They point out that 8-gram equivalent lithium content is approximately 100 W-hr, 25-gram equivalent is about 300 W-hr. Laptop batteries these days are usually in the 30-50 W-hr range, so under the new rules you'd be able to bring your laptop, with its primary battery, plus two rather large spare batteries, and still be under their limits. It is basically a non-issue for 99.9% of travelers that bring and user their computer. The TSA limitations [slashdot.org] are mostly on lithium and lithium-ion batteries in checked baggage, where it wouldn't do you any good anyway.

lenovo already has ultralight... (4, Informative)

sentientbrendan (316150) | more than 6 years ago | (#22119012)

>If this is true, then Lenovo looks to have some heavy competition for the Macbook Air

Lenovo already has a computer in the ultralight space, the X61. The X61 has almost identical specs to the macboook air, at a much lower price and significantly higher clockspeed.

http://www.notebookreview.com/default.asp?newsID=3765 [notebookreview.com]

Looking at this new machine, I really like that they've lowered the weight more and slightly increased the screen size; however, I have to wonder what the point of a 1440X900 resolution is at 13' inches.

I also have to ask what the point of including a touch pad is, when you have one of those "keyboard nipple" trackpoints. The trackpoints are so ridiculously and unambiguously superior to a touch pad, that it just seems like a waste of space.

The third issue with the new spec, is that it is still VGA output instead of DVI output. Pretty much all modern monitors have DVI inputs, so I don't see the point of going with the old standard.

Finally, I'm not convinced of the benefits of a flash harddrive. If they are saving weight, that's nice (although I'm not sure they are lighter). However, it's a pretty small drive, and it is a myth that flash drives are faster. Flash drives have better random access, but slower sequential access, and most accesses are sequential. Things are going to seem *slower* moving to flash, not faster.

Re:lenovo already has ultralight... (0, Redundant)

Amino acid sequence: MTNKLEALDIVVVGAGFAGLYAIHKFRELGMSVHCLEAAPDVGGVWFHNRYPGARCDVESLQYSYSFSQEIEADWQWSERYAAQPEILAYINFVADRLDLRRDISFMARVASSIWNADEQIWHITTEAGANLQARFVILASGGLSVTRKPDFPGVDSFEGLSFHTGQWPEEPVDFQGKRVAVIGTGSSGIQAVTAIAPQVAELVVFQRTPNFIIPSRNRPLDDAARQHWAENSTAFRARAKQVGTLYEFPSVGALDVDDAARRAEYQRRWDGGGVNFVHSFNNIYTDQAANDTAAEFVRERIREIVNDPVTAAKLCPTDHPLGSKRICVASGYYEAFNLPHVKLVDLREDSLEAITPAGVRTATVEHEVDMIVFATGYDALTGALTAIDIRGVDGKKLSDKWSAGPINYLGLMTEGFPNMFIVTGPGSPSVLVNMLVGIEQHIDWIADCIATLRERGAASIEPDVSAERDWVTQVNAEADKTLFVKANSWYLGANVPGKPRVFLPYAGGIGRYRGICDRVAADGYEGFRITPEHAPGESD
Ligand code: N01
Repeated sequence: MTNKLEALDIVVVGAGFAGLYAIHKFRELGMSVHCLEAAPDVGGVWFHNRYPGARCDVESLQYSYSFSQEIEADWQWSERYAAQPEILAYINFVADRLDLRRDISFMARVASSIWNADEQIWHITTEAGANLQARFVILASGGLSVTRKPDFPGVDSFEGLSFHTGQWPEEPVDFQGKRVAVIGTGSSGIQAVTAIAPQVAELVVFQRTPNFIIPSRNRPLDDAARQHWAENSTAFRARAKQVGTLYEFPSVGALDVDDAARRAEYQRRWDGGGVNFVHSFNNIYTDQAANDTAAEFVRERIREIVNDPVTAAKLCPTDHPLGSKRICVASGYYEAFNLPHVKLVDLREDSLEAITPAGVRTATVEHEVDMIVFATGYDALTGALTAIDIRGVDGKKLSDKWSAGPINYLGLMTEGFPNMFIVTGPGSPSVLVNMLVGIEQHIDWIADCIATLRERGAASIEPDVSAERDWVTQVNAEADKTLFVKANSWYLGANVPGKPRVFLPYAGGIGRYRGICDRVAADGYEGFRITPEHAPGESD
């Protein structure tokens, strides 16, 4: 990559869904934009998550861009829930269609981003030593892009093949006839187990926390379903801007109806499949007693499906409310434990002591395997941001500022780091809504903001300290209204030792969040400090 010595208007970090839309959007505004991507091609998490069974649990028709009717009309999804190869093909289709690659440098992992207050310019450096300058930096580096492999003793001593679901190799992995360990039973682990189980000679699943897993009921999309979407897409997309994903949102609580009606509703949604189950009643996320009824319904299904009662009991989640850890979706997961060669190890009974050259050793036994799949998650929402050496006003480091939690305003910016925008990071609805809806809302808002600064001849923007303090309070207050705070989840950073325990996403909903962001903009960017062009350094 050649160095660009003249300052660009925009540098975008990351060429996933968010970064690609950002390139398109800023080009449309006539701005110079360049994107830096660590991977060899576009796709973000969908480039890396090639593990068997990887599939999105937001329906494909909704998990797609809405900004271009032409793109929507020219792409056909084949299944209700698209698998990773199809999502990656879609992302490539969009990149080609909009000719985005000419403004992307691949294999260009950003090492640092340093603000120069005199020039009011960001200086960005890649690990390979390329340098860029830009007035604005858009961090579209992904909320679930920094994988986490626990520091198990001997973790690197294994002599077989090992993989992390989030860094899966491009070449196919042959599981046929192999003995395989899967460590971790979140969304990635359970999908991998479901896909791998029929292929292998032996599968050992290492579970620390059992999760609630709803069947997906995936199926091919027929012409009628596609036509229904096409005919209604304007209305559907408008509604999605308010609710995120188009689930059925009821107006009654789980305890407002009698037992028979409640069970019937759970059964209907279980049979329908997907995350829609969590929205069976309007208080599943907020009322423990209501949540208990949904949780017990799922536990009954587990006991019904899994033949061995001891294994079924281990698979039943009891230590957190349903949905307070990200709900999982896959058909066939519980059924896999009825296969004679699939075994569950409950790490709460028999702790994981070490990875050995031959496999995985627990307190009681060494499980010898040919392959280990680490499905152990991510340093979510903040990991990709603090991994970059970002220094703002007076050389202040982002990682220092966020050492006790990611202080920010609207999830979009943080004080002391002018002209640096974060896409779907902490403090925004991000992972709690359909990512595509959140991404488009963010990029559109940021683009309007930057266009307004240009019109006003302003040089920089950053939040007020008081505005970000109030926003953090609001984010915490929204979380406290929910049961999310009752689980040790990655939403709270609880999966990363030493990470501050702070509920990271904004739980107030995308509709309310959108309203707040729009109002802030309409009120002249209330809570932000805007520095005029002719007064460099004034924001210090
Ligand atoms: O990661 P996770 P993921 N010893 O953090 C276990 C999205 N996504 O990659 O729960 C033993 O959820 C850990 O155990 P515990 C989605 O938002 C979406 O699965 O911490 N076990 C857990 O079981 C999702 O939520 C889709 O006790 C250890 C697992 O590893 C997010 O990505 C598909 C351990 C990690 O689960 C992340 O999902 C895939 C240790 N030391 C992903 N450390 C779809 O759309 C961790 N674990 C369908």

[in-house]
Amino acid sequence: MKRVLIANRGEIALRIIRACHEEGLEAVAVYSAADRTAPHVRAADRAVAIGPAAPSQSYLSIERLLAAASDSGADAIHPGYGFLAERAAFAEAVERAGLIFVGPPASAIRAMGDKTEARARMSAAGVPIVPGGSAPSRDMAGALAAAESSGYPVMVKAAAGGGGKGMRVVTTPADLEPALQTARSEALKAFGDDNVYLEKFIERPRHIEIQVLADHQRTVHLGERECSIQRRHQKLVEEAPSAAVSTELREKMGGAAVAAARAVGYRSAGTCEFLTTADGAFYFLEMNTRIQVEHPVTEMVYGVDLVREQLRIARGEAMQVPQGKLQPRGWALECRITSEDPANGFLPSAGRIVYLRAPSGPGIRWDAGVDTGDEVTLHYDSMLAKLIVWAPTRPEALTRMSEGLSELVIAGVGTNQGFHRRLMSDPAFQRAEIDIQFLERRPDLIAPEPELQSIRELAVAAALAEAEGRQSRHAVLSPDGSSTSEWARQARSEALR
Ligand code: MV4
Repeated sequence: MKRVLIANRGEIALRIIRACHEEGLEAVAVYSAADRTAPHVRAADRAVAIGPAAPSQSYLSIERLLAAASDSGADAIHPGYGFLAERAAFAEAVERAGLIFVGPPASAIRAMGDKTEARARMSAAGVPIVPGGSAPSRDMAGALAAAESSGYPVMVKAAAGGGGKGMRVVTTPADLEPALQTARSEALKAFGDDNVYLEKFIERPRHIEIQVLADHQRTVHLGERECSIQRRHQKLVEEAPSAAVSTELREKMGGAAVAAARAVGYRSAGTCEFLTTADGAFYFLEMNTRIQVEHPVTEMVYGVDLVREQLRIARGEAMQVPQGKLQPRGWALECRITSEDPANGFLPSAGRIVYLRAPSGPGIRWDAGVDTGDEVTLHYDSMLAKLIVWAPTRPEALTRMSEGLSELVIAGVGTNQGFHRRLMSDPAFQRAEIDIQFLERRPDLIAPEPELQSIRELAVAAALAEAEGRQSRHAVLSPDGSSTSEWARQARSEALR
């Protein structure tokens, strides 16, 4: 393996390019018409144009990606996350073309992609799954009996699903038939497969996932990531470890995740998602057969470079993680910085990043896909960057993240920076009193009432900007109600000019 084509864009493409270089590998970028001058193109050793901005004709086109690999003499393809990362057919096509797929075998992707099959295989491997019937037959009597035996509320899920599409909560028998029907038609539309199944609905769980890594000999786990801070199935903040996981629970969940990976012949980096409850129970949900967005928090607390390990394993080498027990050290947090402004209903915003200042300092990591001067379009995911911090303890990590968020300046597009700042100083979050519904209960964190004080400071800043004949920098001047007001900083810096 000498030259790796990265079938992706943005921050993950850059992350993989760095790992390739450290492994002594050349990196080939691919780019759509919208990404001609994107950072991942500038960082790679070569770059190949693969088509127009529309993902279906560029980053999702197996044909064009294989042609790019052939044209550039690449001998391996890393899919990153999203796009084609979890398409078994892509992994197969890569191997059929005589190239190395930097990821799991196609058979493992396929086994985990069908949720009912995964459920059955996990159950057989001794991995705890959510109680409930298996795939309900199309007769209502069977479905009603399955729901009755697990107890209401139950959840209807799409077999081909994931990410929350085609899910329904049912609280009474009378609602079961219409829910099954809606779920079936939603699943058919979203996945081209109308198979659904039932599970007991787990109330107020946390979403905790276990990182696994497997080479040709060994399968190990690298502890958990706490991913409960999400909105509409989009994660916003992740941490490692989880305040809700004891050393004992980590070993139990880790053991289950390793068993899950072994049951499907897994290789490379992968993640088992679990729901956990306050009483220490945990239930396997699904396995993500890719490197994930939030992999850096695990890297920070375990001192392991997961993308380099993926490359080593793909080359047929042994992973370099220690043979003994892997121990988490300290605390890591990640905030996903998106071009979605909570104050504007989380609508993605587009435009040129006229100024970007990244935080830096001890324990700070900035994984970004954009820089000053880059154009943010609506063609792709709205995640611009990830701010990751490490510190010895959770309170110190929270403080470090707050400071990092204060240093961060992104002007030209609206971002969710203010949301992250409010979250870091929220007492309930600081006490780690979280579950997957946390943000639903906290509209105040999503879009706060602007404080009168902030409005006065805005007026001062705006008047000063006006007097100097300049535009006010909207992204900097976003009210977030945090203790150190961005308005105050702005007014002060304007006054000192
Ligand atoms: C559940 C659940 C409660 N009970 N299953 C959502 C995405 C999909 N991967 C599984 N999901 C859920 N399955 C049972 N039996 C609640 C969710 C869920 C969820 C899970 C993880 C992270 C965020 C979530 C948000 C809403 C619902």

beelsebob (529313) | more than 6 years ago | (#22119124)

I also have to ask what the point of including a touch pad is, when you have one of those "keyboard nipple" trackpoints. The trackpoints are so ridiculously and unambiguously superior to a touch pad, that it just seems like a waste of space.

Wait... what planet do you live on? I mean seriously, I've never met a single person ever who prefers a nipple to a trackpad. Especially when it's one of apple's excellent multi-touch trackpads.

Re:lenovo already has ultralight... (5, Funny)

setirw (854029) | more than 6 years ago | (#22119254)

I've never met a single person ever who prefers a nipple to a trackpad.

So *that's* why geeks have such a hard time getting laid...

Re:lenovo already has ultralight... (0)

Anonymous Coward | more than 6 years ago | (#22119454)

If you ever meet me, that will change.

Although I do 3 the multi-touch Apple touchpad, I'm even happier with a nipple. My latest thinkpad came with some alternative nipples, one of which resembles the "finger well" on certain optical mouse scroll wheels. That did a lot to help with the finger-wear I get from the standard pointer.

My favorite thing about nipples is that you can use it to easily apply "full force" to the pointer without dragging your arm or changing mouse settings. You can then do precision work with the mouse or even with the nipple itself just by using a lighter touch. In short, the "dynamic range" of a nipple is far superior to a touchpad. This is why I 3 it.

Re:lenovo already has ultralight... (1)

killerofkiller (1223786) | more than 6 years ago | (#22119492)

Are you serious? ask any thinkpad user and they will tell you that the trackpoint is superior to the trackpad

Re:lenovo already has ultralight... (0)

Anonymous Coward | more than 6 years ago | (#22119130)

The third issue with the new spec, is that it is still VGA output instead of DVI output. Pretty much all modern monitors have DVI inputs, so I don't see the point of going with the old standard.
ThinkPads are heavily targeted at business users, who are far more likely to connect them to projectors than to hi-res monitors. Since lots of projectors don't have DVI, they'd have to carry a dongle all the time.

Re:lenovo already has ultralight... (1)